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A plea has been filed before the Supreme Court seeking directions to set up a committee monitored by a retired Apex Court judge to investigate the Hindenburg Research report.
Solicitor General Tushar Mehta today submitted his apprehension before the Supreme Court on appointing an expert committee to look into the Hindenburg Report.
"Existing agencies are fully equipped. However, responding to your lordships suggestions, we have no objection in constituting a committee. The only thing is, we don't want to send a message that a government agency needs to be overseen by a committee...", the SG submitted before a CJI Chandrachud led bench.
SG added that this needed to be considered as foreign investment must not be hampered.
On hearing this, CJI Chandrachud asked the SG to submit a remit note so that the court could reflect on it.
On Friday, the Supreme Court had directed the Securities and Exchange Board of India (SEBI) to submit an overall report on the situation.
"We have also asked SG Mehta to submit a brief note. SG has assured us that SEBI is closely monitoring the situation. We will keep it on Monday", had observed a CJI Chandrachud led bench.
The bench also comprising Justices Narasimha and Pardiwala had thus ordered that the report may consist of details like the existing regulatory framework, relevant causal factors, the need for putting into place robust mechanisms to regulate the market etc.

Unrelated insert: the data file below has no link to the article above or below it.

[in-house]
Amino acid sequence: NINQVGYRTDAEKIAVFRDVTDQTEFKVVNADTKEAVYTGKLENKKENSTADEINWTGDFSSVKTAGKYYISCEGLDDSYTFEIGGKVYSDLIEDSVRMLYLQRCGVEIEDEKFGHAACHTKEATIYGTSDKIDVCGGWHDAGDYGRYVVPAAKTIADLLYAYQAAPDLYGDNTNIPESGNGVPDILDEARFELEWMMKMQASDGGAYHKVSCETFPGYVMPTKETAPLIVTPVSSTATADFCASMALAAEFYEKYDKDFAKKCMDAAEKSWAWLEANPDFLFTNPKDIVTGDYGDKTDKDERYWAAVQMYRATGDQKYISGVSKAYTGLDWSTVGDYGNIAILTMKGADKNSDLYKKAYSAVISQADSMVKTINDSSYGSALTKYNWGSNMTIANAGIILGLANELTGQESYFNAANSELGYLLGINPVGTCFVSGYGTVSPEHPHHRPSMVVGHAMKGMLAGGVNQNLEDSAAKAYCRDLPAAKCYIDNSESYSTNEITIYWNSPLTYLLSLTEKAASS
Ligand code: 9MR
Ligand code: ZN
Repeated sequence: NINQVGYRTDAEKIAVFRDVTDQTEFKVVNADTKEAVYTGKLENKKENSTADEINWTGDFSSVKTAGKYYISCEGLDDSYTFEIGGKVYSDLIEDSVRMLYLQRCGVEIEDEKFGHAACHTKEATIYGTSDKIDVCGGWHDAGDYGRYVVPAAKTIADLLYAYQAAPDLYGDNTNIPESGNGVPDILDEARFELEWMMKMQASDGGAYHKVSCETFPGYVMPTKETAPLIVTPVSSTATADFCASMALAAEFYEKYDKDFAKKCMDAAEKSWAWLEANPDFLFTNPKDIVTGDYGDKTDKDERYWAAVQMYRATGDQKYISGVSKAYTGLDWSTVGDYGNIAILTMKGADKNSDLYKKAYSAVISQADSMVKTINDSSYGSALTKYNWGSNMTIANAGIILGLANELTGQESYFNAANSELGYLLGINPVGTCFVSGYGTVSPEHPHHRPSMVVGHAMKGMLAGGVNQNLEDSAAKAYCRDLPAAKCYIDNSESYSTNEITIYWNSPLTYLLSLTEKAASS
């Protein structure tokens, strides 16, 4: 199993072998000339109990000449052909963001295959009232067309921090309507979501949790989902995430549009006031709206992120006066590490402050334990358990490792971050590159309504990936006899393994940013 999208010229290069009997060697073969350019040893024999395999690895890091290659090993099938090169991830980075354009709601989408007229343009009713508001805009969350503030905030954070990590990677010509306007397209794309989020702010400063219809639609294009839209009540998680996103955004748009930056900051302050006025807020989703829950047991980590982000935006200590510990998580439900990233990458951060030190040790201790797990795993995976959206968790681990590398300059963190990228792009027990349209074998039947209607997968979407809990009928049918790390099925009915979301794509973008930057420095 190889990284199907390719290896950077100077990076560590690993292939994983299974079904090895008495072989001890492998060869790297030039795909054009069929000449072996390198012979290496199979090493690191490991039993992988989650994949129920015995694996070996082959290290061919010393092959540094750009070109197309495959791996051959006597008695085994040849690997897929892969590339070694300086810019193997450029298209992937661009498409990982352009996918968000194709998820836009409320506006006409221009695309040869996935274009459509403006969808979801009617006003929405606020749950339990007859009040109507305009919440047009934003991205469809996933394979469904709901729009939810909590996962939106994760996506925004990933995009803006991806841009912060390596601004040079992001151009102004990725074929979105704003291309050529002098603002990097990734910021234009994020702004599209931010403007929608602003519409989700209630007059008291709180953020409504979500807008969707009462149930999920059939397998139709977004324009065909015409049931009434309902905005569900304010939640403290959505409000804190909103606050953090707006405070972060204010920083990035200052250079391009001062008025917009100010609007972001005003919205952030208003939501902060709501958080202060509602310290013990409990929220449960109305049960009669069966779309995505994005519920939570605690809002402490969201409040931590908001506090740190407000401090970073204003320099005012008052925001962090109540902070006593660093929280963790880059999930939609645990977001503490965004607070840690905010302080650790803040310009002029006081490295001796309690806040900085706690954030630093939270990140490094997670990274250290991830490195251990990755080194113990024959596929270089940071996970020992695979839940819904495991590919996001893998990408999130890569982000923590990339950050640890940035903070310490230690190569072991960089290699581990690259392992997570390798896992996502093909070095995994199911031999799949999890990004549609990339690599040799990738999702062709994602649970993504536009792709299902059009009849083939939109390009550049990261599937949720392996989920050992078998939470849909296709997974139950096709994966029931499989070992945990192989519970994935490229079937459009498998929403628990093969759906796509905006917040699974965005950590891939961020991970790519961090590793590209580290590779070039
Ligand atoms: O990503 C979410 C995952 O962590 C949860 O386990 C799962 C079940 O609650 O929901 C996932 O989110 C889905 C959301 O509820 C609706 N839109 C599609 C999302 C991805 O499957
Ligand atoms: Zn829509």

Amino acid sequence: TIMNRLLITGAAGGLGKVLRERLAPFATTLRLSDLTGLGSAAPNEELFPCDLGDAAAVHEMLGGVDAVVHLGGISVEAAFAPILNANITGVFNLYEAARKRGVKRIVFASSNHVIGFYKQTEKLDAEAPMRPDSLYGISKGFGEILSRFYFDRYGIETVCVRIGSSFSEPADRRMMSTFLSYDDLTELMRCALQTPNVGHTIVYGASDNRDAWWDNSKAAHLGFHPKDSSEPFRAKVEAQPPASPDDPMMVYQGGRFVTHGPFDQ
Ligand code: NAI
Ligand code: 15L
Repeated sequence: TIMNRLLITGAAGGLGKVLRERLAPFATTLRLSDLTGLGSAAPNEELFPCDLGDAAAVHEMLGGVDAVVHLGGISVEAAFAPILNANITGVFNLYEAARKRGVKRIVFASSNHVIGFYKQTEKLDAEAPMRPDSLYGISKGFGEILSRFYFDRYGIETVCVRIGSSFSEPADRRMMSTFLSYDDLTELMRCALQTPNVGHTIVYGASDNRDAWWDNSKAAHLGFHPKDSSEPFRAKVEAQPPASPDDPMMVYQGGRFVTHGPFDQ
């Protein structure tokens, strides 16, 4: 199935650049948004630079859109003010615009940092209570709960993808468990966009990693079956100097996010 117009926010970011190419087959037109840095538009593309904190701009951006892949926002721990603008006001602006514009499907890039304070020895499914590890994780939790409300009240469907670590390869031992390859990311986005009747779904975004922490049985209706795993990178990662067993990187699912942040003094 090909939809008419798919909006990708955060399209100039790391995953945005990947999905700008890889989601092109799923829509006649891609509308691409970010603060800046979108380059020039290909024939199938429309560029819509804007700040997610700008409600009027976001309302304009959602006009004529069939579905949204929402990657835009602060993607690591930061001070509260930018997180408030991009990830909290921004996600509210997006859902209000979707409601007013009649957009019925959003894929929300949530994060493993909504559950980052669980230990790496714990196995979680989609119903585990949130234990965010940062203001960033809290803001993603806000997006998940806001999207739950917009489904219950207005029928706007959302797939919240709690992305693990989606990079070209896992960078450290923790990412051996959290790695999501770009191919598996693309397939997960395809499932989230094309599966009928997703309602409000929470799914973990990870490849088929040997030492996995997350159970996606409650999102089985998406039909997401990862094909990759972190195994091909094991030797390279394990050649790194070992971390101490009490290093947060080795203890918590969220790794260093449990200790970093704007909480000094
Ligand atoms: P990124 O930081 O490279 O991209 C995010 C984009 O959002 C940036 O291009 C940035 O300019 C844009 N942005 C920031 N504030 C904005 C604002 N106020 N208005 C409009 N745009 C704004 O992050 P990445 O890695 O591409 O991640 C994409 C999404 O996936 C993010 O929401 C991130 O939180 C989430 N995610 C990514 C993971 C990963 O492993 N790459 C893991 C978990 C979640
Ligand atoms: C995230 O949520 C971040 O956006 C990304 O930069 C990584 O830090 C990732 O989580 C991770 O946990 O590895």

When the case was taken up, CJI had questioned SG Mehta, appearing for SEBI, as to how the Indian investors could be protected in situations like the present one.
"If something like this causes a total loss suffered by Indian investors may go to 7 lakh crores...how do we ensure going in future that the investors are safe... and they are protected. How do we ensure this does not happen going forward?", the CJI had said.
Court had then asked the SG to get some input from the government and come back on Monday, February 13.
"Maybe you can come back to us on Monday...with inputs. Maybe a committee can be formed. We are also not sure, we are also thinking aloud. You may also give a vital role to SEBI, it may do a threadbare analysis of its powers, the powers it may need in the future...", the bench had further observed.
CJI Chandrachud led bench had last week agreed to hear the instant plea which also sought direction to set up a committee monitored by a retired apex court judge to investigate the Hindenburg Research report.
The Supreme Court also took up Advocate ML Sharma's petition which seeks to declare 'short-selling' as an offence of fraud. The said petition seeks an investigation against Nathan Anderson, the founder of Hindenburg, "for exploiting innocent Investors via short selling under the garb of artificial crashing".
On January 24, a US-based investment research firm named Hindenburg Research published a report titled 'Adani Group: How The World’s 3rd Richest Man Is Pulling The Largest Con In Corporate History', making allegations against the conglomerate, saying that the group has been involved 'in a brazen stock manipulation and accounting fraud scheme over the course of decades.'
The report led to a stock rout, erasing over $ 100 billion from Adani's empire and pushing him down on the global rich list. Also, the report came two days before a $2.5 billion follow-up public offering was issued by Adani Enterprises.
Case Title: Vishal Tiwari vs. Union of India
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